Filibuster is Senate invention to aid and abet senators

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First of all, let’s get it straight. There is no such thing as filibuster in the United States Constitution.

The notion that this was an invention of the Founding Fathers is just wishful thinking by senators who want to give their shameless power grab the imprimatur of legitimacy.

Actually, the Constitution provides that a simple majority in both the House and Senate is sufficient to do business. We know that was the plan because the authors of the Constitution spelled out only a handful of circumstances when a super-majority would be required such as ratifying treaties.

In Federalist Paper No. 58, James Madison spelled out exactly why a super-majority was the wrong idea for a republic:

“In all cases where justice or the general good might require new laws to be passed, or active measures to be pursued, the fundamental principle of free government would be reversed. It would be no longer the majority that would rule: the power would be transferred to the minority.”

He goes on to say that creating this new power would allow “an interested minority” to take advantage of it “to screen themselves from equitable sacrifices to the general weal, or, in particular emergencies, to extort unreasonable indulgences.”

It should also be noted that until 1970, a filibuster shut down the work of the Senate entirely, and thus could only be sustained in the most dire of circumstances. There was too much work to get done to be able to allow one particular bill to gum up the works. But thanks to Montana Sen. Mike Mansfield and West Virginia Senator Robert Byrd, a two-track system was put in place that allowed other business to be carried on while the filibuster was taking place. This meant the obstructionists did not have to bear the political heat for their actions any longer.

Moreover, in Federalist No. 22, Alexander Hamilton said the super-majority requirement (which existed in the Article of Confederation) was damaging to the nation as a whole. “The necessity of unanimity in public bodies, or of something approaching towards it, has been founded upon a supposition that it would contribute to security. But its real operation is to embarrass the administration, to destroy the energy of the government, and to substitute the pleasure, caprice, or artifices of an insignificant, turbulent, or corrupt junto, to the regular deliberations and decisions of a respectable majority.”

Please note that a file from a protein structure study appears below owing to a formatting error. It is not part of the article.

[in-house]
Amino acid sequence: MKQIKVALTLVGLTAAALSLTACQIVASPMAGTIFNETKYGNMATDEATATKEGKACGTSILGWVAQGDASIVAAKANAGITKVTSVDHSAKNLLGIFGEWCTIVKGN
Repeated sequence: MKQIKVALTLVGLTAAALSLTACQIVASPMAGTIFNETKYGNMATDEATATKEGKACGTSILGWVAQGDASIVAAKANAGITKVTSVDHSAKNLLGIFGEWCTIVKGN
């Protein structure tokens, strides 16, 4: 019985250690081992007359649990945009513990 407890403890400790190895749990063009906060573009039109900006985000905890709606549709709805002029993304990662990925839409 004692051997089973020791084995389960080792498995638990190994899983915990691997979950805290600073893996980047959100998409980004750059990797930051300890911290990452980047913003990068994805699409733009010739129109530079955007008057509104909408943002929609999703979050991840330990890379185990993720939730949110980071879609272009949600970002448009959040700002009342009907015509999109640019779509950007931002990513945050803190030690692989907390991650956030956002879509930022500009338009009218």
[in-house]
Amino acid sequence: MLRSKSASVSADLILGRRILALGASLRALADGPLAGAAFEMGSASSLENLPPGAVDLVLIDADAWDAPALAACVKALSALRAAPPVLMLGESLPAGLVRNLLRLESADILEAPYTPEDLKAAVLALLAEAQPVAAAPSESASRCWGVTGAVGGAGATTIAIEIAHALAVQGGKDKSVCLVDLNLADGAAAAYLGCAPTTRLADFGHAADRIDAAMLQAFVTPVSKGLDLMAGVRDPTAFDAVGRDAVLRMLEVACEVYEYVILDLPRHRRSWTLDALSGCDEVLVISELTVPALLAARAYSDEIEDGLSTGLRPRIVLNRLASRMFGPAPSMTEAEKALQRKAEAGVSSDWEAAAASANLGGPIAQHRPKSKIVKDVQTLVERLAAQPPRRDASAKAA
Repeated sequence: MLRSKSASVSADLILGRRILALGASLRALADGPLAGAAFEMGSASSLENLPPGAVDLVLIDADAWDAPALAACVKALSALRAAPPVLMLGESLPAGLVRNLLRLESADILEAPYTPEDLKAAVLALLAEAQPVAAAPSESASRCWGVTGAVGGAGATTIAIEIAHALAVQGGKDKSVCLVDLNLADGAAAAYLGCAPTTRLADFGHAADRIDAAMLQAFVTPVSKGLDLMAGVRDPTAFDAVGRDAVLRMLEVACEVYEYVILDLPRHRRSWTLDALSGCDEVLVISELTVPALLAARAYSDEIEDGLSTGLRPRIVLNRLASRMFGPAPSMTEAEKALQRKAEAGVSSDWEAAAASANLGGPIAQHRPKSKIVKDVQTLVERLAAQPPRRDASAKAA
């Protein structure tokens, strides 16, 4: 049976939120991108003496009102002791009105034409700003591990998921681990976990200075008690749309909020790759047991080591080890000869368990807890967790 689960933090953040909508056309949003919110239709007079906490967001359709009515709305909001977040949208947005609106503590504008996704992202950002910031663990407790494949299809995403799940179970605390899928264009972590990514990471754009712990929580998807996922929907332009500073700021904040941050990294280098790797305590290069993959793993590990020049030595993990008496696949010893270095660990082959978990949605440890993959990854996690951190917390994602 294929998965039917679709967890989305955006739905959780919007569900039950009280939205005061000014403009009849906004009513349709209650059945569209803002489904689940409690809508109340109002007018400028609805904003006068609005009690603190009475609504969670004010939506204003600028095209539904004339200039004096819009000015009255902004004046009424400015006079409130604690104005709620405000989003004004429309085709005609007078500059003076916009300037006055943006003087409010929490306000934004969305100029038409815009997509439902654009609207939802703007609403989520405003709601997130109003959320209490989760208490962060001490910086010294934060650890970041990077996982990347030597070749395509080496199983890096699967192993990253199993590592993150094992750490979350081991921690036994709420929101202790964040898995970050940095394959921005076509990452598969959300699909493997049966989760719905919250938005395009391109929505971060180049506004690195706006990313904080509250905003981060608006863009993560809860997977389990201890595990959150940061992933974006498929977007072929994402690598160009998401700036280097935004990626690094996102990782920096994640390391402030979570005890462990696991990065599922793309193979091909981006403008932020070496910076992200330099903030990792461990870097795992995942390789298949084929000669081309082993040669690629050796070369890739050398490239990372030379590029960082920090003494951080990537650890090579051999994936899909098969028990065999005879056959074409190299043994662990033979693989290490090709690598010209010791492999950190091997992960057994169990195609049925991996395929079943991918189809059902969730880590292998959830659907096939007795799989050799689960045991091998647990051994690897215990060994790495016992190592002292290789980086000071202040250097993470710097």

He summed it up that “The public business must, in some way or other, go forward.”

Yet today, against the advice of both Madison and Hamilton, we have the super-majority in the Senate, and the public’s business is stymied, stifled, and stagnated. Instead of the wisdom of Madison and Hamilton, we are following the folly of Chuck Schumer and Mitch McConnell. The country is at risk, and all our fine senators can do about it is defend their political turf.

There is one voice arguing against the filibuster — President Donald Trump. Using his much condemned Twitter account and political rallies, the president has made his case that the filibuster is preventing reforms the country desperately needs.

When the Senate failed to pass the Obamacare repeal in July, Trump tweeted, “The very outdated filibuster rule must go. Budget reconciliation is killing Rs in the Senate. Mitch M, go to 51 votes NOW and WIN. IT’S TIME!”

Then last week, Trump tweeted, “If Senate Republicans don’t get rid of the Filibuster Rule and go to a 51% majority, few bills will be passed. 8 Dems control the Senate!”


The Senate, which was once know as the “greatest deliberative body in the world” is rapidly becoming the greatest obstructionist body in the world. Senate Republican millionaires and Senate Democrat millionaires seem content to sit on their sacred fortunes while their honor and their countrymen’s lives are sacrificed to the whims of lobbyists, special interests and campaign donors.

Everyone understands that the Democrats, Never Trump Republicans and the rest of the swamp creatures want to “embarrass the administration,” as Hamilton so wisely predicted more than 200 years ago, but if you want to know why Trump got elected in the first place, just look to Congress and its abysmal record for action.

In my research for this column, I found an unexpected ally in the fight to end the filibuster. Former Democratic Congressman Pat Williams, who served nine terms in the U.S. House of Representatives and actually got things done when he was in office, wrote a column in 2009 in which he lamented “the tyranny of the minority” that was caused by the filibuster.

Williams was writing about the ability of 40 senators to stop “health care reform” under President Obama, just the opposite of President Trump’s concern about the failure of repeal, but the underlying issue is the same. As Williams put it, “A crucible of our brand of democracy is the will of the majority shall prevail. … Filibusters have become a perversion of the American promise of both majority rule and minority protection.”

Don’t be fooled by Sen. Foghorn Leghorn (er, I mean Sen. McConnell) blathering on about the time-honored traditions of the Senate. Harry Reid dumped the filibuster for lesser court appointments a few years ago, and McConnell ended the filibuster for Supreme Court nominees this year. Face it, senators don’t do what’s right; they do what gets them re-elected. As for time-honored traditions, the only time our kleptocratic senators honor tradition today is when it pays. As Rep. Williams points out in his 2009 column, the word filibuster originally meant pirate. Apparently it still does.

Frank Miele is managing editor of the Daily Inter Lake in Kalispell, Montana. Send email to

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